I think the key to answering your question is inside of the Condo Documents that you were given prior to or at closing.
The documents are very specific about the Home Owners Association and the fiduciary duties of the developer.
Usually the developer retains control of the HOA until the property is 50% to 80% sold out depending upon the structure of the HOA entity.
There are financial sureties and bonds which must be in place in order for the developer to be given condo status for the property.
I have found that people become VERY RESPONSIVE when you start to make a claim against their bond, because bonds are personally guaranteed by the principals personal assets.
The only way the building is no longer a condo, is when the declaration or condo docs are voted out by the members in good standing of the HOA, if that can be done.
Its going to be sticky no matter what and I hope that you purchased because you liked the building, location, what it has to offer and is affordable for you. If you are going to be in for the long-haul of 5 to 10 years then this is really not going to be much more than another speed bump on the road of life.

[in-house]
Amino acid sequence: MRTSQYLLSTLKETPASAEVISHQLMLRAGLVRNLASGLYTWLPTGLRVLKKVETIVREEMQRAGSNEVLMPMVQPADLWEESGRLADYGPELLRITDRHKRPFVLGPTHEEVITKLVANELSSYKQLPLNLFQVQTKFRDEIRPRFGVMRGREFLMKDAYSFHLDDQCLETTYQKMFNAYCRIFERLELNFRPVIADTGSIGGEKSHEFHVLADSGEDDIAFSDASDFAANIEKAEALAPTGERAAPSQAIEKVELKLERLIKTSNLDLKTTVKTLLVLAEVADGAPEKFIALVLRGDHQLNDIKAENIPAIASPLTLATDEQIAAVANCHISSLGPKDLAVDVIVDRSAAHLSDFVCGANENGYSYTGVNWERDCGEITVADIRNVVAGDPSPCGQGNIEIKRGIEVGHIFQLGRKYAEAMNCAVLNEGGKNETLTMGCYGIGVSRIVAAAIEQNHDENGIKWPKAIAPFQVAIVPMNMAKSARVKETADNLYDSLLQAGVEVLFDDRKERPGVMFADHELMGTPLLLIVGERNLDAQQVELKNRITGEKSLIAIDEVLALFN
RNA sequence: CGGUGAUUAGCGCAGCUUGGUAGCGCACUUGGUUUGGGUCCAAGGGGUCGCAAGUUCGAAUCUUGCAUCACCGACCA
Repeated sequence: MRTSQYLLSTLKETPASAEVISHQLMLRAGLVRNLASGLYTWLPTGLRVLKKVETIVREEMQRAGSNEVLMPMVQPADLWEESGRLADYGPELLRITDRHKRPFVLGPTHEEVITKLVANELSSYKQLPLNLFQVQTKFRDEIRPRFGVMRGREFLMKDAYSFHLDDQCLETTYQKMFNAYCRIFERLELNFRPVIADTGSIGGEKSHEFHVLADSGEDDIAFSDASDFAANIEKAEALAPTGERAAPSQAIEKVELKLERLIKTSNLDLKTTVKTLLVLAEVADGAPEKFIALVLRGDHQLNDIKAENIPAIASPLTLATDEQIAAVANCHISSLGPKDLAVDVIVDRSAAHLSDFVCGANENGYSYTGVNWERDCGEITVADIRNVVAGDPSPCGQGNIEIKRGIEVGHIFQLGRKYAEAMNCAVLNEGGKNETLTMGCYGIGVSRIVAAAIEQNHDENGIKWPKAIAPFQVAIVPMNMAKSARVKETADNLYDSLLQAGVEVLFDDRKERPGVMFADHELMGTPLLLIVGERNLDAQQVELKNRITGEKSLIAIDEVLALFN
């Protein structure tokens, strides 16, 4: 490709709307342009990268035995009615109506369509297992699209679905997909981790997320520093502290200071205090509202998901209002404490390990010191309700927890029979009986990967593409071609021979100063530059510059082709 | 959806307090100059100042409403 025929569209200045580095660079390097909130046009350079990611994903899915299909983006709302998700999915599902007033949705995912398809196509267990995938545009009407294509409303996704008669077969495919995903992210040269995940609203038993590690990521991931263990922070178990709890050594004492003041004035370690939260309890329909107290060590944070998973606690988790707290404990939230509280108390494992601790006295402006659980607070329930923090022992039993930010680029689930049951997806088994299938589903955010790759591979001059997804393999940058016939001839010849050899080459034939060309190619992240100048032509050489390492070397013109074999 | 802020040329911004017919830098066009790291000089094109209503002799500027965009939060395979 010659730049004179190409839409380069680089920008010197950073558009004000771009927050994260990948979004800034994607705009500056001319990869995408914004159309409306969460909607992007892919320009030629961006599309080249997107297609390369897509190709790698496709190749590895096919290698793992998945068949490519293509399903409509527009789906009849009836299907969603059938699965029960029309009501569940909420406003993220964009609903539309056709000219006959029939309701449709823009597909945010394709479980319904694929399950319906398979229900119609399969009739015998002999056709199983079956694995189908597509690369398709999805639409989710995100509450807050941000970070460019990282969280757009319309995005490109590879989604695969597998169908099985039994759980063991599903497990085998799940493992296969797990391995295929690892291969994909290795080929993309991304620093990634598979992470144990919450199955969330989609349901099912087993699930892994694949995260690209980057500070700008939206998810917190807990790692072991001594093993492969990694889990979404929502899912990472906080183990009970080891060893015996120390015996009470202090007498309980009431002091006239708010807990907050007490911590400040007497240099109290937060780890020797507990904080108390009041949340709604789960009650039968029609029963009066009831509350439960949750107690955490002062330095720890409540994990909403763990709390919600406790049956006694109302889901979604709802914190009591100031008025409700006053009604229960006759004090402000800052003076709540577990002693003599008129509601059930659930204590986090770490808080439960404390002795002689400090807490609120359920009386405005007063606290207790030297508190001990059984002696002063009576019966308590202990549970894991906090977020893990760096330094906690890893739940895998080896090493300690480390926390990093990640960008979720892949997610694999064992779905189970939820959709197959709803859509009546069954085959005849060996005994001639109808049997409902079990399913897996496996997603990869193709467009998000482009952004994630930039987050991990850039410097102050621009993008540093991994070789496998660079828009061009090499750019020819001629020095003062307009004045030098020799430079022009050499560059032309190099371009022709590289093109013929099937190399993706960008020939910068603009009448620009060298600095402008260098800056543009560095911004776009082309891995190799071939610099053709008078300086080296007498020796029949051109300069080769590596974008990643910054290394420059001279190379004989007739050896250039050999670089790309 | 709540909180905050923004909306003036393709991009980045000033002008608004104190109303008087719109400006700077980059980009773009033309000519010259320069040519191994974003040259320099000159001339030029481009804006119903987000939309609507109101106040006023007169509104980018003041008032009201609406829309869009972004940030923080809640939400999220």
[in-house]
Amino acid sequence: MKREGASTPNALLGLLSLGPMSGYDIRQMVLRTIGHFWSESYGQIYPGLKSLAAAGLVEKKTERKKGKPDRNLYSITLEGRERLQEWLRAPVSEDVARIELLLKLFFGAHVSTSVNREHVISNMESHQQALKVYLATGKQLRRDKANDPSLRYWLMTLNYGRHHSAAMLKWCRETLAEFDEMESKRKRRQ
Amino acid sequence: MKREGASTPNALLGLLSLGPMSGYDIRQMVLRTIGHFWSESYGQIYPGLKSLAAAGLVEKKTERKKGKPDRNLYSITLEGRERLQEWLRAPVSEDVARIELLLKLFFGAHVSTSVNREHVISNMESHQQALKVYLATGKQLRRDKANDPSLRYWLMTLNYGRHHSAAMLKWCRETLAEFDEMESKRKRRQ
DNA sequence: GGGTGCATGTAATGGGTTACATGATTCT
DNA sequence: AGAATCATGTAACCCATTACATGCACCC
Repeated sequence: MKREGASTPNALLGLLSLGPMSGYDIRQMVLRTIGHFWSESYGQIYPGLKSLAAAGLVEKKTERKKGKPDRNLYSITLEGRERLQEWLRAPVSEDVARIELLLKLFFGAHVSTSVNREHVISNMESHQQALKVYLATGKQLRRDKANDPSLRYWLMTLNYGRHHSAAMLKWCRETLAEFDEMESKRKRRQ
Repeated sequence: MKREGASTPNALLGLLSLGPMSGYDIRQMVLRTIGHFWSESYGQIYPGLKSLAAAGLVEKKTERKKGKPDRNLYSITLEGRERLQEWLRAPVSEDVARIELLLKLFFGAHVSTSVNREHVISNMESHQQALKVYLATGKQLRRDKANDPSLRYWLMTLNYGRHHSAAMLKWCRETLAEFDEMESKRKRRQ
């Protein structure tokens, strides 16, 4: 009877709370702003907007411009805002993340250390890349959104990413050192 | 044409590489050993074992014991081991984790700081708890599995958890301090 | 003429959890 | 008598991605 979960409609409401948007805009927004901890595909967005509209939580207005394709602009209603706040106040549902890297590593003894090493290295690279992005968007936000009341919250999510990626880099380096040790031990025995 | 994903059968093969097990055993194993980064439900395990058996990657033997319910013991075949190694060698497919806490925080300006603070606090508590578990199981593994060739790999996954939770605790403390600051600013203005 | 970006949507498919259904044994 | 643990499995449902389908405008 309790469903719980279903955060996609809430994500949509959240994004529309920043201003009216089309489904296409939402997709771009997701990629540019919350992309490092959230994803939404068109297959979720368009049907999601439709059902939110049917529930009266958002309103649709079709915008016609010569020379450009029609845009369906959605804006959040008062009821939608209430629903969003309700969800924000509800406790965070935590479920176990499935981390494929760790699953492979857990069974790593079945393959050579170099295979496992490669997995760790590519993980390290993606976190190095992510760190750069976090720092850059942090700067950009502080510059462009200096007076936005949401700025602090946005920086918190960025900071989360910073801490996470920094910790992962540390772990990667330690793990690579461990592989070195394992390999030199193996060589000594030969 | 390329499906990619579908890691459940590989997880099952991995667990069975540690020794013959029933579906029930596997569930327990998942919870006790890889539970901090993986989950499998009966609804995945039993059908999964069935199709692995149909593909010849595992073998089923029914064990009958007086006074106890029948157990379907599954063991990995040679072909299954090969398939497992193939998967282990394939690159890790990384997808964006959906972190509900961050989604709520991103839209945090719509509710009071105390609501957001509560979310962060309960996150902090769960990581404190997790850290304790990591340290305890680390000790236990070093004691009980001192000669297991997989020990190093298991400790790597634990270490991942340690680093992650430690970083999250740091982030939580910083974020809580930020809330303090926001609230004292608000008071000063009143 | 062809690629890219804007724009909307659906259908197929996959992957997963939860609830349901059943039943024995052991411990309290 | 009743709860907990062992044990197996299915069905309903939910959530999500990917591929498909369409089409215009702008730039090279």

The best thing that could happen is that the bank forecloses and they manage the property while they try to find a new builder to finish things.
The current owners will never do anything and i would suppose they don't have the money.
Having said that, i would go to the local municipality and file a complaint with division that handles enforcement of housing violations.
Sometimes, they can fix the problems and lien the property.
Best of luck!